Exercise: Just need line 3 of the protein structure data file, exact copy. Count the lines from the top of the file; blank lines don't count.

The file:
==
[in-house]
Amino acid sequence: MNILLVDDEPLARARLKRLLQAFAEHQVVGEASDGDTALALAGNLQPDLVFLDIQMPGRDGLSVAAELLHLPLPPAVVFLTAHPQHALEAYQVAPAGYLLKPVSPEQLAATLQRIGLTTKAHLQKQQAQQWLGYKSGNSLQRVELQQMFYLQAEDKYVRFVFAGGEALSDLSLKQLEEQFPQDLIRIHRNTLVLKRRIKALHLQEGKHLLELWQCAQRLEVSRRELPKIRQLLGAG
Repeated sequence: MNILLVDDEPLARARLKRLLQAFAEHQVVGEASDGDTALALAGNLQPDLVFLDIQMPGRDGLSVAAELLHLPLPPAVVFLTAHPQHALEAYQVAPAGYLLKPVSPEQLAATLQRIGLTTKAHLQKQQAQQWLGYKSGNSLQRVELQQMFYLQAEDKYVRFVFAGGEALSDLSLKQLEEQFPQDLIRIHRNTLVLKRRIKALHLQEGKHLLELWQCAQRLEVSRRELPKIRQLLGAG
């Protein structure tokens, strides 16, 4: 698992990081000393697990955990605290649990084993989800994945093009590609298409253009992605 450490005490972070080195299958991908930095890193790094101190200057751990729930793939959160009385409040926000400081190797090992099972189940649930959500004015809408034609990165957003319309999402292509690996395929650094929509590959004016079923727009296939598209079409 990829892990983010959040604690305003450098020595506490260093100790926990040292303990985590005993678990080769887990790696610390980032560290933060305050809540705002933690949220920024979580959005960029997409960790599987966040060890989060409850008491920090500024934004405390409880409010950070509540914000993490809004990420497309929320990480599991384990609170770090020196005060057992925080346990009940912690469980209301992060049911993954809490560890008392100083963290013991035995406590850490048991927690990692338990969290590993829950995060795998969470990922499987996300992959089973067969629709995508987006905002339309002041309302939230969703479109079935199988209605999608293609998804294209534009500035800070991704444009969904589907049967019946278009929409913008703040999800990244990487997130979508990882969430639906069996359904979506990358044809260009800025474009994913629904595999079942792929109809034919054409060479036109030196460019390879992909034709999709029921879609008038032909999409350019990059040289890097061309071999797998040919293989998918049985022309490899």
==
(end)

Repeated sequence: MNILLVDDEPLARARLKRLLQAFAEHQVVGEASDGDTALALAGNLQPDLVFLDIQMPGRDGLSVAAELLHLPLPPAVVFLTAHPQHALEAYQVAPAGYLLKPVSPEQLAATLQRIGLTTKAHLQKQQAQQWLGYKSGNSLQRVELQQMFYLQAEDKYVRFVFAGGEALSDLSLKQLEEQFPQDLIRIHRNTLVLKRRIKALHLQEGKHLLELWQCAQRLEVSRRELPKIRQLLGAG